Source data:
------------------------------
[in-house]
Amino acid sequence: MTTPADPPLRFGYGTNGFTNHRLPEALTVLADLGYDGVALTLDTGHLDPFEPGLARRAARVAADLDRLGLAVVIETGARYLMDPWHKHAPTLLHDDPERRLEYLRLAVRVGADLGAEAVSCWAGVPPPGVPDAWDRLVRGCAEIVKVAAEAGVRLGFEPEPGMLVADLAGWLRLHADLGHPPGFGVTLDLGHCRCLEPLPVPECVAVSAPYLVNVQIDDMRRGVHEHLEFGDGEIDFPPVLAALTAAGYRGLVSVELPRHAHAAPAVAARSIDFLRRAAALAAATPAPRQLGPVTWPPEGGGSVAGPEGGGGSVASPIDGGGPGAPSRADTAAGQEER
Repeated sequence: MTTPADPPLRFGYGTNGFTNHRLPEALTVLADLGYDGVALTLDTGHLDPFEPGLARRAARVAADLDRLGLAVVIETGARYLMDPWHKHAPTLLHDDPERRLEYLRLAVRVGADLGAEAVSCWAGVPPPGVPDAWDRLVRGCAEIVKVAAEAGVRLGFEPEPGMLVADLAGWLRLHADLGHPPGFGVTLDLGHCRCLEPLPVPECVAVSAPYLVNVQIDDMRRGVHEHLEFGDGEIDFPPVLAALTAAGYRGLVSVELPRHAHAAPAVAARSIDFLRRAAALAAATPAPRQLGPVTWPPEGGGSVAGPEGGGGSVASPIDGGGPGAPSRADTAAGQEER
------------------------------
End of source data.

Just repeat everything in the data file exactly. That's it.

[in-house]
Amino acid sequence: MTTPADPPLRFGYGTNGFTNHRLPEALTVLADLGYDGVALTLDTGHLDPFEPGLARRAARVAADLDRLGLAVVIETGARYLMDPWHKHAPTLLHDDPERRLEYLRLAVRVGADLGAEAVSCWAGVPPPGVPDAWDRLVRGCAEIVKVAAEAGVRLGFEPEPGMLVADLAGWLRLHADLGHPPGFGVTLDLGHCRCLEPLPVPECVAVSAPYLVNVQIDDMRRGVHEHLEFGDGEIDFPPVLAALTAAGYRGLVSVELPRHAHAAPAVAARSIDFLRRAAALAAATPAPRQLGPVTWPPEGGGSVAGPEGGGGSVASPIDGGGPGAPSRADTAAGQEER
Repeated sequence: MTTPADPPLRFGYGTNGFTNHRLPEALTVLADLGYDGVALTLDTGHLDPFEPGLARRAARVAADLDRLGLAVVIETGARYLMDPWHKHAPTLLHDDPERRLEYLRLAVRVGADLGAEAVSCWAGVPPPGVPDAWDRLVRGCAEIVKVAAEAGVRLGFEPEPGMLVADLAGWLRLHADLGHPPGFGVTLDLGHCRCLEPLPVPECVAVSAPYLVNVQIDDMRRGVHEHLEFGDGEIDFPPVLAALTAAGYRGLVSVELPRHAHAAPAVAARSIDFLRRAAALAAATPAPRQLGPVTWPPEGGGSVAGPEGGGGSVASPIDGGGPGAPSRADTAAGQEER